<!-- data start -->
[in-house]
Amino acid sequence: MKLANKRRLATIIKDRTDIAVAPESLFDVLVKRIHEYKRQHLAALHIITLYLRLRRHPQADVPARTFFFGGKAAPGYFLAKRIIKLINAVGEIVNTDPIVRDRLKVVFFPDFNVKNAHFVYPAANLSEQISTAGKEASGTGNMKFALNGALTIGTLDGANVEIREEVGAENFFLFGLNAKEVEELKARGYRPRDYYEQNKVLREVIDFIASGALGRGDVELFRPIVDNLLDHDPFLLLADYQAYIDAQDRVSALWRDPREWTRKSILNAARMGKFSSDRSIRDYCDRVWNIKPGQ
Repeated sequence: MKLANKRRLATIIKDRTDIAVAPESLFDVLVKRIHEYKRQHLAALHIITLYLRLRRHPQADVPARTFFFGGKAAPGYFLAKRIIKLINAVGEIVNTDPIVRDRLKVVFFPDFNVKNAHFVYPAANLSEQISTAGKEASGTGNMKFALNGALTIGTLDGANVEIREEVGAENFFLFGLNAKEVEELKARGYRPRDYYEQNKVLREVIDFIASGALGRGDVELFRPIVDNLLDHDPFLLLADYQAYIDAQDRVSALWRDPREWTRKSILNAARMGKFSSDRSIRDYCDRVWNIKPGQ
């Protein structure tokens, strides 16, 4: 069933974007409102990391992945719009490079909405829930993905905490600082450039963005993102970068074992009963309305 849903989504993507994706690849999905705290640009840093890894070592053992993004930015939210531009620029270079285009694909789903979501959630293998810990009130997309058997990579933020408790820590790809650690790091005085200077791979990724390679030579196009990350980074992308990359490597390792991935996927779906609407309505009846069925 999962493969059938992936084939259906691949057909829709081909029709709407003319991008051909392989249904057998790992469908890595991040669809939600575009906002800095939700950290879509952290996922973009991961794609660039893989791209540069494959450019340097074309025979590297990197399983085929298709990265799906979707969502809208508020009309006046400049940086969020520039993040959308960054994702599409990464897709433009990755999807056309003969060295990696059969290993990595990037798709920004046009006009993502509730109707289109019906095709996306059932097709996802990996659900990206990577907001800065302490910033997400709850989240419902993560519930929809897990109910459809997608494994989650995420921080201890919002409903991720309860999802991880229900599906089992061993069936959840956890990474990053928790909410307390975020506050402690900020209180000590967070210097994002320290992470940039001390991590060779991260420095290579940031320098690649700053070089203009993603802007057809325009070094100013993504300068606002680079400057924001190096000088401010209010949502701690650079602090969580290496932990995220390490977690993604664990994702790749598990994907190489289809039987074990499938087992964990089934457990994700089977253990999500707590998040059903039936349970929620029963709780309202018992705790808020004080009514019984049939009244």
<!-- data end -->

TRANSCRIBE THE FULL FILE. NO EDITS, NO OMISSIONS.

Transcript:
[in-house]
Amino acid sequence: MKLANKRRLATIIKDRTDIAVAPESLFDVLVKRIHEYKRQHLAALHIITLYLRLRRHPQADVPARTFFFGGKAAPGYFLAKRIIKLINAVGEIVNTDPIVRDRLKVVFFPDFNVKNAHFVYPAANLSEQISTAGKEASGTGNMKFALNGALTIGTLDGANVEIREEVGAENFFLFGLNAKEVEELKARGYRPRDYYEQNKVLREVIDFIASGALGRGDVELFRPIVDNLLDHDPFLLLADYQAYIDAQDRVSALWRDPREWTRKSILNAARMGKFSSDRSIRDYCDRVWNIKPGQ
Repeated sequence: MKLANKRRLATIIKDRTDIAVAPESLFDVLVKRIHEYKRQHLAALHIITLYLRLRRHPQADVPARTFFFGGKAAPGYFLAKRIIKLINAVGEIVNTDPIVRDRLKVVFFPDFNVKNAHFVYPAANLSEQISTAGKEASGTGNMKFALNGALTIGTLDGANVEIREEVGAENFFLFGLNAKEVEELKARGYRPRDYYEQNKVLREVIDFIASGALGRGDVELFRPIVDNLLDHDPFLLLADYQAYIDAQDRVSALWRDPREWTRKSILNAARMGKFSSDRSIRDYCDRVWNIKPGQ
């Protein structure tokens, strides 16, 4: 069933974007409102990391992945719009490079909405829930993905905490600082450039963005993102970068074992009963309305 849903989504993507994706690849999905705290640009840093890894070592053992993004930015939210531009620029270079285009694909789903979501959630293998810990009130997309058997990579933020408790820590790809650690790091005085200077791979990724390679030579196009990350980074992308990359490597390792991935996927779906609407309505009846069925 999962493969059938992936084939259906691949057909829709081909029709709407003319991008051909392989249904057998790992469908890595991040669809939600575009906002800095939700950290879509952290996922973009991961794609660039893989791209540069494959450019340097074309025979590297990197399983085929298709990265799906979707969502809208508020009309006046400049940086969020520039993040959308960054994702599409990464897709433009990755999807056309003969060295990696059969290993990595990037798709920004046009006009993502509730109707289109019906095709996306059932097709996802990996659900990206990577907001800065302490910033997400709850989240419902993560519930929809897990109910459809997608494994989650995420921080201890919002409903991720309860999802991880229900599906089992061993069936959840956890990474990053928790909410307390975020506050402690900020209180000590967070210097994002320290992470940039001390991590060779991260420095290579940031320098690649700053070089203009993603802007057809325009070094100013993504300068606002680079400057924001190096000088401010209010949502701690650079602090969580290496932990995220390490977690993604664990994702790749598990994907190489289809039987074990499938087992964990089934457990994700089977253990999500707590998040059903039936349970929620029963709780309202018992705790808020004080009514019984049939009244």